Change in weather brings grain trucks to town
With prices up and weather good, local farmers are selling grain, according to Tim McKay, manager, Rugby Farmers Elevator. When the weather cooperates by warming, and the prices increase at the same time, it is a window of opportunity.
“Most area farmers sell their grain when it increases in price right along,”explained McKay. “That way they try to hit an average.”
Some watch and wait to get the highest price possible. Since this is a bit risky because prices could just as easily decrease, not as many go this route.Years of experience in growing crops gives farmers the ability to estimate what the market might do. Some study the process so that they can make educated guesses. Still, there are no guarantees.
As of Monday, Feb. 14, the prices at the Rugby Farmers Elevator were as follows: HRW – $8.10, HRS – $10.15, Corn – $5.95, Soybeans – $13.05, Malting Barley – $4.70, Feed Barley – $4.60, Flax – $15.80, NuSun Sunflowers – $27.75, and Canola – $24.50.
By Wednesday, Feb. 16 corn and soybeans had dropped lower and wheat was 1/2 cent higher per bushel. Sunflowers had increased to $29.15 (cwt). (www.rugbyfarmerselevator.com at 7:15 a.m. report.)
“Prices can change daily,” said one area farmer.
On Thursday (as the Tribune went to press) All grains, corn and soybeans were rising. By midday on Thursday, the markets were near the daily highs as they bounced back.
Trains are a vital part of transporting crops to market. BNSF Railroad sends trains that stop at the Rugby Farmers Elevator, one or two at a time. Sometimes no trains stop. Each train has 110 cars to fill and the elevator has to be able to fill all of them in order for the train to stop. It takes 400,000 bushels of crop to fill 110 cars.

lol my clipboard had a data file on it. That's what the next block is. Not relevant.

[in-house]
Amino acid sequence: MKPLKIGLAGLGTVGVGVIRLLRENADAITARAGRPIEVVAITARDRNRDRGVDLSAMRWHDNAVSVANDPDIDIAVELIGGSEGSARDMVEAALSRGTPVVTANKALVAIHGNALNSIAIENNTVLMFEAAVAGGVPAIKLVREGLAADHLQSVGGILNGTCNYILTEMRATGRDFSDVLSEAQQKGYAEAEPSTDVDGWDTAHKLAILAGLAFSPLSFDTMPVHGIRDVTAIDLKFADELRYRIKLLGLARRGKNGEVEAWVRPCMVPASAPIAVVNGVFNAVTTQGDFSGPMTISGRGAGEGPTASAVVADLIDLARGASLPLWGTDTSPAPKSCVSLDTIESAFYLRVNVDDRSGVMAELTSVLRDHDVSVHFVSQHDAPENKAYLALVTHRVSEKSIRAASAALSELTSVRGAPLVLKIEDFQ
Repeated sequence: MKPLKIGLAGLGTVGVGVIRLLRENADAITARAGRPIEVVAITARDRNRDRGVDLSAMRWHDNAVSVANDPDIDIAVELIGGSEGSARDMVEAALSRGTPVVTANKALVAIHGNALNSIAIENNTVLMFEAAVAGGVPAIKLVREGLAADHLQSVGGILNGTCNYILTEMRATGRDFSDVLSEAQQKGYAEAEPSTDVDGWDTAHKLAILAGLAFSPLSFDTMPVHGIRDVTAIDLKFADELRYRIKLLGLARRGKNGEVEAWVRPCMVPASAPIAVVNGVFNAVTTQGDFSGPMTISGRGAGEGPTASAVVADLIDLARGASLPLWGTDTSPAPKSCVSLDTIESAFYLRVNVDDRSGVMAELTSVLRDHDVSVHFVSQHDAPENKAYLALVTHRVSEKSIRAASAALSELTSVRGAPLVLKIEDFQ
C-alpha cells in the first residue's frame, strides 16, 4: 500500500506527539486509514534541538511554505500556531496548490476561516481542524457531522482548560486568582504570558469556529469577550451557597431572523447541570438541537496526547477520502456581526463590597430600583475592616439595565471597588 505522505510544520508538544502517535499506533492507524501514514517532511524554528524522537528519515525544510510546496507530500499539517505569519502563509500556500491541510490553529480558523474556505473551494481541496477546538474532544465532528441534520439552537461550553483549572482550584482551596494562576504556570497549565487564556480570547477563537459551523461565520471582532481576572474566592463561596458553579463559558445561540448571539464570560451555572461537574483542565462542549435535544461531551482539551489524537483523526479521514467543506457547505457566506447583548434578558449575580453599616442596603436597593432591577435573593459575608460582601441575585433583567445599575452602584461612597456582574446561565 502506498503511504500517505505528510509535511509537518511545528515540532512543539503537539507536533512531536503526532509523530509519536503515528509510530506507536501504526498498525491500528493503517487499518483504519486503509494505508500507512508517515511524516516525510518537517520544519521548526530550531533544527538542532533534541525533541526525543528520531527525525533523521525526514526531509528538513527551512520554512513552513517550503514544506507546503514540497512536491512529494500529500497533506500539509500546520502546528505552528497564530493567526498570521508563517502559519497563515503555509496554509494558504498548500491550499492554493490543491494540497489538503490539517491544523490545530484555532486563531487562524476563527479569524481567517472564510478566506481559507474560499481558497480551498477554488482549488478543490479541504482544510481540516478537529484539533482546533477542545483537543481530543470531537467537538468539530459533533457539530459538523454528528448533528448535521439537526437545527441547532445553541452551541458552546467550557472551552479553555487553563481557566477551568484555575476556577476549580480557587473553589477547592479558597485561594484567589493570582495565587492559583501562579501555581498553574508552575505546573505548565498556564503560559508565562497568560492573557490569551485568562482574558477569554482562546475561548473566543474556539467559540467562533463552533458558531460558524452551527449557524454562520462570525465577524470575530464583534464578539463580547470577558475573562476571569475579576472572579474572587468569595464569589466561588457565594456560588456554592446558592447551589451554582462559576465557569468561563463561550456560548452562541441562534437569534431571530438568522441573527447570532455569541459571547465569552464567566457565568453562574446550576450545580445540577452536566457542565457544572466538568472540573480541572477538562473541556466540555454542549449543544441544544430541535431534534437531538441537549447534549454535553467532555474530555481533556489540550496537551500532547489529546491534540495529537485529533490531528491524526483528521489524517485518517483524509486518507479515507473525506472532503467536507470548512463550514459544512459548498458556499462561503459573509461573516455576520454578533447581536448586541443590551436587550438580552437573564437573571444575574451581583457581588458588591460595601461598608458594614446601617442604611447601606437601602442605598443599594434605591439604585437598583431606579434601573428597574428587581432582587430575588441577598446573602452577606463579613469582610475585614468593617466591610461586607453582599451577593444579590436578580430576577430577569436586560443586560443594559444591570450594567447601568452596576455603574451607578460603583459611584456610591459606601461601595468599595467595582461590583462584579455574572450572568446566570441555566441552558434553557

Supply and demand are the two biggest factors affecting the market. A higher supply of grain tends to push prices down while a lower supply will drive prices up.
For obvious reasons, weather is a prime factor that affects the outcome of crops which affects supply. Economics, politics, and other factors affect demand.
For instance, since NuSun Sunflowers are at $27.75 (cwt) and canola at $24.50 (cwt), the demand is obviously high for these two crops, right at the moment. Crops like corn and malting and feed barley are abundant in this area so the supply is great, but not the demand at this time. Prices for those crops are currently lower than the higher demanded sunflower and canola oils.
Storage of grain has changed in more recent years to landowners maintaining their own storage. The Rugby Farmers Elevator was close to full this year when checked in the fall, as well.
Please Enter Your Facebook App ID. Required for FB Comments. Click here for FB Comments Settings page